According to reports, witnesses called the LAPD when they heard a woman screaming for help. The witnesses themselves didn’t see the actual kidnapping occur, though they heard the woman scream and watched a white Toyota Prius (they believe) race away from the scene. Over the course of the investigation, officers were able to obtain video footage from the doorbell camera at the residence where the woman was allegedly kidnapped from. The film, unfortunately, doesn’t capture any images of what caused the woman to begin screaming. However, some witnesses claim they saw a man in the white Prius pulling the hair of a screaming female passenger.
LAPD detectives are looking for information from anyone who may know the woman or the driver of the vehicle. They’re asking anyone with info to call Southwest Area Detectives at 213-485-2197.
Kidnapping is covered under California Penal Code 207 PC and is described as moving a victim a substantial distance, and using force or fear to do so. In order for kidnapping charges to be pressed, a prosecutor must prove that the victim was actually moved a substantial distance. One cannot be charged with kidnapping if the distance the alleged victim was moved was trivial, it must be substantial. Whether the movement was substantial or not depends on a variety of factors, including the actual distance the victim was moved, whether moving the victim placed them in a state of increased risk of harm, and if the movement reduced the risk of (the defendant) being caught. It’s also important that the movement occurs without the alleged victim’s consent, and that fore or fear was used to do so.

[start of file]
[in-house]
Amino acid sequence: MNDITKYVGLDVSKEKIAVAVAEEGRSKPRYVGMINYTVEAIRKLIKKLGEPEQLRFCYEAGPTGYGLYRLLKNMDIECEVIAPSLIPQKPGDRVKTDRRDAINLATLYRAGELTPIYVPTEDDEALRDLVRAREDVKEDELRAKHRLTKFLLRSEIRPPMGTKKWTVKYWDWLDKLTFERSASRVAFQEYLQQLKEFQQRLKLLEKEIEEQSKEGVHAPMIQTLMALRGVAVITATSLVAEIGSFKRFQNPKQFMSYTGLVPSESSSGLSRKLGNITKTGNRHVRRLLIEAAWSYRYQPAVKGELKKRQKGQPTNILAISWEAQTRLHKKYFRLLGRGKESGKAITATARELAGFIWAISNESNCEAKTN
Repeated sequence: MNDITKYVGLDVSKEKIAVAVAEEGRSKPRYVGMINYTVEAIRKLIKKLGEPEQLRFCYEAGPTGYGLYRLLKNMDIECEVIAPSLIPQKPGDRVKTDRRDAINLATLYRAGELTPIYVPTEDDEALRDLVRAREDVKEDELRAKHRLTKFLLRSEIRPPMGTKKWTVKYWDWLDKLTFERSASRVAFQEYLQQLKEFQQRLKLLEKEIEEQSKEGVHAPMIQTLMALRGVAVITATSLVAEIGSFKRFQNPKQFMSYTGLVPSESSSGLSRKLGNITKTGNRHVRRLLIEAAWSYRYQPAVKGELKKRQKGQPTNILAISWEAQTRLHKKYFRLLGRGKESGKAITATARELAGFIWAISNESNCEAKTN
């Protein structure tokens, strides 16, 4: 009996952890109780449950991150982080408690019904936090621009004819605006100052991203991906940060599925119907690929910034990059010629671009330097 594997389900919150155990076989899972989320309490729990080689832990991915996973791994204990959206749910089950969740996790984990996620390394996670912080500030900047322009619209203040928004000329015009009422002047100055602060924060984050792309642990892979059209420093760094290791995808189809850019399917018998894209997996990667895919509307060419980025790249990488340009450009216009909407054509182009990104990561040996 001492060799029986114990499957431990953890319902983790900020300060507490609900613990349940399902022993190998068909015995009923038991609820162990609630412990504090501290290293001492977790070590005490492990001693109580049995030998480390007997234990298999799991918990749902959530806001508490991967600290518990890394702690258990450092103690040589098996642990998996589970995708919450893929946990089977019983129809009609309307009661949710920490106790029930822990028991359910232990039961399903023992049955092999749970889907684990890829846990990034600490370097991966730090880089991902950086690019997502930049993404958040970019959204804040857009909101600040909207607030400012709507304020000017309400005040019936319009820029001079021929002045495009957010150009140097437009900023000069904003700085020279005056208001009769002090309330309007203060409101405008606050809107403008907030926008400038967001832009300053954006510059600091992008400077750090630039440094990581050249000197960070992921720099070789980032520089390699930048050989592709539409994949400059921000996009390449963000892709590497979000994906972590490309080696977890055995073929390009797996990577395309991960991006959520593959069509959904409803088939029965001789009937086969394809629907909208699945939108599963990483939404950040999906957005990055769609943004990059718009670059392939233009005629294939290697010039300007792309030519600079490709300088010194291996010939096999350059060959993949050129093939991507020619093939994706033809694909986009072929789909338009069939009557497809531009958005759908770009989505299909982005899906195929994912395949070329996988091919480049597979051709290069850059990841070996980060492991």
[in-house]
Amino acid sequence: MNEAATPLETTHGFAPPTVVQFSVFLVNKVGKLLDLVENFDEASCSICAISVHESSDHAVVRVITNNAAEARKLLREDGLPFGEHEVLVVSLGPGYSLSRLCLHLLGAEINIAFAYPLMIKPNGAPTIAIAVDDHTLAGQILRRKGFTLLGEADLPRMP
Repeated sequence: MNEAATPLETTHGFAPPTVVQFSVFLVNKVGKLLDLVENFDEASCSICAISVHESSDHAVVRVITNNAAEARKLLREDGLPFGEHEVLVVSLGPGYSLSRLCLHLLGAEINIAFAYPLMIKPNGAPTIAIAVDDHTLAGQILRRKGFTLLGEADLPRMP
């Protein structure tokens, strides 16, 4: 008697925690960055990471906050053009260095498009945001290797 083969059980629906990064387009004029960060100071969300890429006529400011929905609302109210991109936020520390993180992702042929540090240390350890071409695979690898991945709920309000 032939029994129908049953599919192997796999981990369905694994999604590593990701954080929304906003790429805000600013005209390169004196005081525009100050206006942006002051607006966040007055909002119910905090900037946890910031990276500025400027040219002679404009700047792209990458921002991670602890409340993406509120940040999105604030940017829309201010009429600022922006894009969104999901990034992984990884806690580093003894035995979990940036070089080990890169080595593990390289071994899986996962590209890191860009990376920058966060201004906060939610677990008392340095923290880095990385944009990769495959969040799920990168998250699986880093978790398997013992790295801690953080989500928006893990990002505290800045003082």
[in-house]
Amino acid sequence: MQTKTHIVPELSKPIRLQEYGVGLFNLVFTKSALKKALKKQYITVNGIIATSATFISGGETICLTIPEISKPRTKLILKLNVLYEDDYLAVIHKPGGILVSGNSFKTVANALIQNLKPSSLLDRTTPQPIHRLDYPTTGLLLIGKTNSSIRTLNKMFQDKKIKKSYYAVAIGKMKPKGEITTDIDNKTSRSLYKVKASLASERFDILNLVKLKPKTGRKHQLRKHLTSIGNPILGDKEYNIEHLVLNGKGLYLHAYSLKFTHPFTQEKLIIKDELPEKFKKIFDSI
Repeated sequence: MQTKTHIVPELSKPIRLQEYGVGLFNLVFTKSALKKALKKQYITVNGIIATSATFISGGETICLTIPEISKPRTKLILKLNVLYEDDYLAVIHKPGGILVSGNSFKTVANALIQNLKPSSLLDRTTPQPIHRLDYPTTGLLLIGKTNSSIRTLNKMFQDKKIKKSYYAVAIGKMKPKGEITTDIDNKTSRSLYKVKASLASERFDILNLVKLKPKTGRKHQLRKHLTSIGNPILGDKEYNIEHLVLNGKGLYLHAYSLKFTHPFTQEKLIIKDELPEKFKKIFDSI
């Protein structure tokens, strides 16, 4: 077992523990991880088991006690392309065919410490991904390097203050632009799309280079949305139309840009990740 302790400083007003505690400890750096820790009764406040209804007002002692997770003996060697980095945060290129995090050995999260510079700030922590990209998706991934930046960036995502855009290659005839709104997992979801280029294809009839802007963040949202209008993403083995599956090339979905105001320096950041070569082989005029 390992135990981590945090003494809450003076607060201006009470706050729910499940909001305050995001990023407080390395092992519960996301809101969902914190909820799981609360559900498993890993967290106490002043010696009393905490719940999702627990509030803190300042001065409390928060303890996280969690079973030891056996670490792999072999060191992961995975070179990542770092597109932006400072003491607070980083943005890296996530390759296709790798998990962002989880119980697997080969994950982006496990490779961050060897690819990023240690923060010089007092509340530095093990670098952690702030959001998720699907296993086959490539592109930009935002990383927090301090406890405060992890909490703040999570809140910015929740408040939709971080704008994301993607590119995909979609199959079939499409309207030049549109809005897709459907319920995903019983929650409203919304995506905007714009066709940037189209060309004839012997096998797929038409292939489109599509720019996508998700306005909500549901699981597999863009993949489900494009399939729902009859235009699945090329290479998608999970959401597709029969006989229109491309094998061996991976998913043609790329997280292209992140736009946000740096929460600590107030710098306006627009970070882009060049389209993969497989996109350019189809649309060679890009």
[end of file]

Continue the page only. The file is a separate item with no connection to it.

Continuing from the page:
The crime of kidnapping is punishable by strict penalties. Simple kidnapping is punishable by a California state prison sentence of 3, 5, or 8 years as well as a maximum $10,000 fine.